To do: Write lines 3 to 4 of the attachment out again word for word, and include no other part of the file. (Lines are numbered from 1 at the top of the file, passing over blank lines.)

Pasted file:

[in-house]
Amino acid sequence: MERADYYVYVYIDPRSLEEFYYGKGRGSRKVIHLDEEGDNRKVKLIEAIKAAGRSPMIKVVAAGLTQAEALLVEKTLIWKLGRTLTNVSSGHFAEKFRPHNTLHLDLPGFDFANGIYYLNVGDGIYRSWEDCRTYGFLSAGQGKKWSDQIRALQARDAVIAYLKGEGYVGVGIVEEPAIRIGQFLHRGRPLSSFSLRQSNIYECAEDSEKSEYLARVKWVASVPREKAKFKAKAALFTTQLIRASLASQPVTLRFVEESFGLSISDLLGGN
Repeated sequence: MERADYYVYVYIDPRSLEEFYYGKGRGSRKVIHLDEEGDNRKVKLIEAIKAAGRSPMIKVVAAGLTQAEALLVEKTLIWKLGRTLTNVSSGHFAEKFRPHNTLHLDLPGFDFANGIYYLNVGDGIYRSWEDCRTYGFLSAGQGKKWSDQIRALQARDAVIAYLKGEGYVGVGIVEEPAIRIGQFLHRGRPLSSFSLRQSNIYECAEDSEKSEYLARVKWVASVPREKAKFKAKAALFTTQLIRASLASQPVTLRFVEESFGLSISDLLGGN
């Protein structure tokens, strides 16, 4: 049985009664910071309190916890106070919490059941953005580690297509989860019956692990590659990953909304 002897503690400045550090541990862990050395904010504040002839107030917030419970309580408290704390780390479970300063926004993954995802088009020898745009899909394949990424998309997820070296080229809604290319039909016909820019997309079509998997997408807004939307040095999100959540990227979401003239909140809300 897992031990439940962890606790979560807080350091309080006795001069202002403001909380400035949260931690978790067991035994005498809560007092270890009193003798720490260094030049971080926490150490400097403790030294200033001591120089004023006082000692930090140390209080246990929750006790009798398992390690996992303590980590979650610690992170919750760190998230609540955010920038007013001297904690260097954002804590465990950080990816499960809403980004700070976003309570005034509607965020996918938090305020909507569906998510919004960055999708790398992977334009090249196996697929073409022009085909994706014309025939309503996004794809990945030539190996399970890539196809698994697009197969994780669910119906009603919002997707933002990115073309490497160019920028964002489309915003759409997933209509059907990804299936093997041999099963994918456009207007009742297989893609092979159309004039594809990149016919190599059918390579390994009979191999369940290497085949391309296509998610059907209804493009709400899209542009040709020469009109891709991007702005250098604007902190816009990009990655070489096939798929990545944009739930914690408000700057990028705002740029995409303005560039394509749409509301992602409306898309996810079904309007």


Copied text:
Repeated sequence: MERADYYVYVYIDPRSLEEFYYGKGRGSRKVIHLDEEGDNRKVKLIEAIKAAGRSPMIKVVAAGLTQAEALLVEKTLIWKLGRTLTNVSSGHFAEKFRPHNTLHLDLPGFDFANGIYYLNVGDGIYRSWEDCRTYGFLSAGQGKKWSDQIRALQARDAVIAYLKGEGYVGVGIVEEPAIRIGQFLHRGRPLSSFSLRQSNIYECAEDSEKSEYLARVKWVASVPREKAKFKAKAALFTTQLIRASLASQPVTLRFVEESFGLSISDLLGGN
């Protein structure tokens, strides 16, 4: 049985009664910071309190916890106070919490059941953005580690297509989860019956692990590659990953909304 002897503690400045550090541990862990050395904010504040002839107030917030419970309580408290704390780390479970300063926004993954995802088009020898745009899909394949990424998309997820070296080229809604290319039909016909820019997309079509998997997408807004939307040095999100959540990227979401003239909140809300 897992031990439940962890606790979560807080350091309080006795001069202002403001909380400035949260931690978790067991035994005498809560007092270890009193003798720490260094030049971080926490150490400097403790030294200033001591120089004023006082000692930090140390209080246990929750006790009798398992390690996992303590980590979650610690992170919750760190998230609540955010920038007013001297904690260097954002804590465990950080990816499960809403980004700070976003309570005034509607965020996918938090305020909507569906998510919004960055999708790398992977334009090249196996697929073409022009085909994706014309025939309503996004794809990945030539190996399970890539196809698994697009197969994780669910119906009603919002997707933002990115073309490497160019920028964002489309915003759409997933209509059907990804299936093997041999099963994918456009207007009742297989893609092979159309004039594809990149016919190599059918390579390994009979191999369940290497085949391309296509998610059907209804493009709400899209542009040709020469009109891709991007702005250098604007902190816009990009990655070489096939798929990545944009739930914690408000700057990028705002740029995409303005560039394509749409509301992602409306898309996810079904309007």